CAAAS Lecture Series: Dr. Reiland Rabaka
"Black Women’s Liberation Movement Music" argues that the Black Women’s Liberation Movement of the mid-to-late 1960s and 1970s was a unique combination of Black political feminism, Black literary feminism, and Black musical feminism, among other forms of Black feminism. While there has been scholarship focused on the Black political feminism and Black literary feminism of the Black Women’s Liberation Movement, rarely have the various soundtracks of the movement been discussed in relationship to, and as musical reflections of, the core principles of the movement. This presentation critically explores the ways the soundtracks of the Black Women’s Liberation Movement often overlapped with those of other 1960s and 1970s social, political, and cultural movements, such as the Black Power Movement, Women’s Liberation Movement, and Sexual Revolution. The soul, funk, and disco music of the Black Women’s Liberation Movement era is simultaneously interpreted as universalist, feminist (in a general sense), and Black female-focused. This music’s incredible ability to be interpreted in so many different ways speaks to the importance and power of Black women’s music and the fact that it has multiple-meanings for a multitude of people. Within the worlds of both Black popular movement studies and Black popular music studies there has been a longstanding tendency to almost exclusively associate Black women’s music of the mid-to-late 1960s and 1970s with the Black male-dominated Black Power Movement or the White female-dominated Women’s Liberation Movement. However, this presentation reveals that much of the soul, funk, and disco performed by Black women was most often the very popular music of a very unpopular and unsung movement: the Black Women’s Liberation Movement.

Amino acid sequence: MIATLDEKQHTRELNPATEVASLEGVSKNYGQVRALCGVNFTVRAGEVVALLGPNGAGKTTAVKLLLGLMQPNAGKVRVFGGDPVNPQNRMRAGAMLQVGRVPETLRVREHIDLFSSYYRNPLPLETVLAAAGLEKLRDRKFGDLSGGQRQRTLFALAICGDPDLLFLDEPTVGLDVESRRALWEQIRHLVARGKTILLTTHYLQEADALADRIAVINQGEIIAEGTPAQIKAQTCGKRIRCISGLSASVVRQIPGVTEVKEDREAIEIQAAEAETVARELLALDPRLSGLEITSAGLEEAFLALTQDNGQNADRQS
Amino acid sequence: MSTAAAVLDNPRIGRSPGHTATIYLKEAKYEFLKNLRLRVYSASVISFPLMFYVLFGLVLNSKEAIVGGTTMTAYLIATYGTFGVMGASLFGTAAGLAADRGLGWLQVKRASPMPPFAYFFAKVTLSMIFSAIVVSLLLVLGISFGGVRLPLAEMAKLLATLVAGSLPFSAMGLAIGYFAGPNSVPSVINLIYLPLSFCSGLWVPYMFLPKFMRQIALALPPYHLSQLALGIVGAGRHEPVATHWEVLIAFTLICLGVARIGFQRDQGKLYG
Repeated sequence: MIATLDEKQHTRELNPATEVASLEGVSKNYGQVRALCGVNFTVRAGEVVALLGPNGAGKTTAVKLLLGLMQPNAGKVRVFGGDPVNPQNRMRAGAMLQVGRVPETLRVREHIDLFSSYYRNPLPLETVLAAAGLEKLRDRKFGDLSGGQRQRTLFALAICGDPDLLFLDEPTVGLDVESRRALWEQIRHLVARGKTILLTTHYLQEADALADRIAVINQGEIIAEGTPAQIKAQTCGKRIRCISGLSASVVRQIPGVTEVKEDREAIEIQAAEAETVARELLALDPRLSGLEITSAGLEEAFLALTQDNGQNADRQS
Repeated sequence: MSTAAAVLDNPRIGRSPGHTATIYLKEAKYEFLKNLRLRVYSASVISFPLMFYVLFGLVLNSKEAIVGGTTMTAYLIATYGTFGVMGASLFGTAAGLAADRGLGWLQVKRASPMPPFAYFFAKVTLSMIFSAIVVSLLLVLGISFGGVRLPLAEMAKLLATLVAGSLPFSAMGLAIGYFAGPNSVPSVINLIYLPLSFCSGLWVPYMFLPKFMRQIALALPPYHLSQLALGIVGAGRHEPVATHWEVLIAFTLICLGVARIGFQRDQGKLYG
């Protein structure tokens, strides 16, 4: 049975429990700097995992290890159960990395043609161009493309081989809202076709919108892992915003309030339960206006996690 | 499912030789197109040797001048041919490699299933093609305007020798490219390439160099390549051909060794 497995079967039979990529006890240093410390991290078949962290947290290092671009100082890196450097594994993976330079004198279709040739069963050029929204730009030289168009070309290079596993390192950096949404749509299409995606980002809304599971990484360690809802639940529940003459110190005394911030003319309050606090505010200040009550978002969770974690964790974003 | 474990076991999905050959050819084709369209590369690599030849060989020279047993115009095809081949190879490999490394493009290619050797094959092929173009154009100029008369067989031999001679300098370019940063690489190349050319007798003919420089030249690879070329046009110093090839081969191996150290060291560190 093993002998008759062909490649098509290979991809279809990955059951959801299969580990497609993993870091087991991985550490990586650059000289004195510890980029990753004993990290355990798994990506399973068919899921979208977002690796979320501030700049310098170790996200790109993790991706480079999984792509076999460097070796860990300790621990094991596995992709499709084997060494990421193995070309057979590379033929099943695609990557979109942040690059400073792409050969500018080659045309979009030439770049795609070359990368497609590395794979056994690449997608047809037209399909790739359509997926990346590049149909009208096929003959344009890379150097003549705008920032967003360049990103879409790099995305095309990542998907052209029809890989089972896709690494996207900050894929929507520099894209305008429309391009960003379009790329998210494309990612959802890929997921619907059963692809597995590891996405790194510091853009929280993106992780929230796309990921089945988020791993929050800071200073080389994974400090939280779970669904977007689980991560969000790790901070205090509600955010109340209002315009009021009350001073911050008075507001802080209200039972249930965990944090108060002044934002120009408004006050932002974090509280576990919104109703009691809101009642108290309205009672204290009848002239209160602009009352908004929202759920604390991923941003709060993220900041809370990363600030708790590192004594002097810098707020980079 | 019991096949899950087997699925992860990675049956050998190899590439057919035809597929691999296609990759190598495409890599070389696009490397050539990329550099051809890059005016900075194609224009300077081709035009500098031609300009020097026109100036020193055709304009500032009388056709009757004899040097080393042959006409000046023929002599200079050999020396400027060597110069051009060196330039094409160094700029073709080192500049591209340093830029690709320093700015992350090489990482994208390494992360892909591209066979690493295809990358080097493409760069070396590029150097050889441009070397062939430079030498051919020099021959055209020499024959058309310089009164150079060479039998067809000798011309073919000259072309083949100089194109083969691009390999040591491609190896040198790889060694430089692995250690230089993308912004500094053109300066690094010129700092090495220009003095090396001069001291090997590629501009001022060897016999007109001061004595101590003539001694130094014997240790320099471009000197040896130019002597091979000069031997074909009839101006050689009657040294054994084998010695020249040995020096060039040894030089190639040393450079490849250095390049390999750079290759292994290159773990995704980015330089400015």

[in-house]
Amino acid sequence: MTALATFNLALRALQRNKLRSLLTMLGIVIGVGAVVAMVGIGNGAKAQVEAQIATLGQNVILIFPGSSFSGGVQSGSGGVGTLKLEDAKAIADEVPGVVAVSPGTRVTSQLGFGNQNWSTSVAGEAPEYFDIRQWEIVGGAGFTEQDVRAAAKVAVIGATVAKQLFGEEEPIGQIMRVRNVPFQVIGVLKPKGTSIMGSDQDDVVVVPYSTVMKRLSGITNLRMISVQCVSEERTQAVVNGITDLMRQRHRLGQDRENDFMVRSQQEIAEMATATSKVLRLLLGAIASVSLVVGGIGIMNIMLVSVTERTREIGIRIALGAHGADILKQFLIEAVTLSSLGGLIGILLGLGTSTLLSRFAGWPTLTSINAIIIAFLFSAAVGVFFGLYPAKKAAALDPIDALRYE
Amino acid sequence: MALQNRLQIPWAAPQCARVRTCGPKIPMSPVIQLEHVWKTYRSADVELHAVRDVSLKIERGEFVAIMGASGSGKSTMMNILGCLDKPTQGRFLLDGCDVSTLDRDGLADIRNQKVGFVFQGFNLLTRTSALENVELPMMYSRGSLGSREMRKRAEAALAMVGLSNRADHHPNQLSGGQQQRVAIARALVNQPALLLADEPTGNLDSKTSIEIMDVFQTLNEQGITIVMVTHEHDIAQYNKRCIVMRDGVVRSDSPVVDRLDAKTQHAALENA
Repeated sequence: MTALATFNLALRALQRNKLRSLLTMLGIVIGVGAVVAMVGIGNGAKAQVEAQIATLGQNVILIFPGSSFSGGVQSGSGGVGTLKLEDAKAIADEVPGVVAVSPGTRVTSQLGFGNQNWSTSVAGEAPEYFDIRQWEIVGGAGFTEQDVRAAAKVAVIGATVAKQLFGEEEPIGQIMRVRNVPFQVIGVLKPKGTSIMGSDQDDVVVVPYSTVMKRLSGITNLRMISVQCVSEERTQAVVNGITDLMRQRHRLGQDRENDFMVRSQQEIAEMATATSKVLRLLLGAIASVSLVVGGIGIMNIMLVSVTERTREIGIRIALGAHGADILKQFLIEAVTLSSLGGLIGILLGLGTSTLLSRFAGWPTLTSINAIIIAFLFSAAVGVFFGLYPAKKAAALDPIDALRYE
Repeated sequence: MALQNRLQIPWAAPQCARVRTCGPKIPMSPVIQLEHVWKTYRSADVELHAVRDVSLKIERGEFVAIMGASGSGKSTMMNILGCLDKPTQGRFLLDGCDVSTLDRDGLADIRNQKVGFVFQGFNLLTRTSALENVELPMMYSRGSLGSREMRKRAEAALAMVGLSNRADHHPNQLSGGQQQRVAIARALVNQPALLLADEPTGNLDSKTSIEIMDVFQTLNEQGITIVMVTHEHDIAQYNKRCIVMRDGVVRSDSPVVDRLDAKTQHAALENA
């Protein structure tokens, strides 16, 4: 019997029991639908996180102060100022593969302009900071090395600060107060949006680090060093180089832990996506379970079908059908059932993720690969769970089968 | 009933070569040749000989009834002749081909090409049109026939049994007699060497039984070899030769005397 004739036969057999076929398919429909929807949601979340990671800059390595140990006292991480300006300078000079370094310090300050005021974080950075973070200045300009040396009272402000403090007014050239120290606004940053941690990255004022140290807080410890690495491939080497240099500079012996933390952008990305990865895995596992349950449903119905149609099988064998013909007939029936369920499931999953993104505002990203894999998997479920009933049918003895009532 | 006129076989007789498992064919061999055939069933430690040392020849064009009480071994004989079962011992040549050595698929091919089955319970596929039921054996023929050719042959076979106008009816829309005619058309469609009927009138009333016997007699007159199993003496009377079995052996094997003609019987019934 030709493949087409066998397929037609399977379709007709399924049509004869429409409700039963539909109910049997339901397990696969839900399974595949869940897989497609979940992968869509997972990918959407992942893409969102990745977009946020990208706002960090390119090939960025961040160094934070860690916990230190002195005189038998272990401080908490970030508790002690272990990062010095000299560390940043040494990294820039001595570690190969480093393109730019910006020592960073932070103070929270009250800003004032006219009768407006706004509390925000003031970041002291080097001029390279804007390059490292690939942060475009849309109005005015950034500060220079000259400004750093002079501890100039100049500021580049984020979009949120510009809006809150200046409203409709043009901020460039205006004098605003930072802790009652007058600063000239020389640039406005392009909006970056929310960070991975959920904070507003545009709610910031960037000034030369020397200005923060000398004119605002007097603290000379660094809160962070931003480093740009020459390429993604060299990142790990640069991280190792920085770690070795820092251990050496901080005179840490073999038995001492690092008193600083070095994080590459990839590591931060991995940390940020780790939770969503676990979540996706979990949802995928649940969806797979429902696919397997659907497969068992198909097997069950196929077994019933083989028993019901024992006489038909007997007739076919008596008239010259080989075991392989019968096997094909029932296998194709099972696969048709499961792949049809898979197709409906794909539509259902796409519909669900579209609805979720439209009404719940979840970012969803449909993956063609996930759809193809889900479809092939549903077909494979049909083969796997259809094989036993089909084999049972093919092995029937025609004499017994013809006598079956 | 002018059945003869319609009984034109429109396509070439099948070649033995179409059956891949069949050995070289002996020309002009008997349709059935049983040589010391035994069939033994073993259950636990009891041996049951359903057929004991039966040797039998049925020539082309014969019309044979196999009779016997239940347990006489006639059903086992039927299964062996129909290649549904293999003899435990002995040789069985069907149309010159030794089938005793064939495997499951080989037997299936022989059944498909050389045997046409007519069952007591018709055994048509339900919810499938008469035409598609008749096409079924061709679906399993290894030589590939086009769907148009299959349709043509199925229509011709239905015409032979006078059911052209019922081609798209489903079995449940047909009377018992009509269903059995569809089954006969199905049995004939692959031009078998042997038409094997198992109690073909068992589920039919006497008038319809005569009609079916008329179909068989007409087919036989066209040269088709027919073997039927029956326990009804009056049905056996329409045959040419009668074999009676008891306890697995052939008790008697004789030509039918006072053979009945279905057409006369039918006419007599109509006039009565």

Tuesday, November 14, 2023 at 4:30pm to 6:30pm
CAAAS Living Room, 117 1595 Pleasant Street, University of Colorado Boulder | Boulder, CO 80309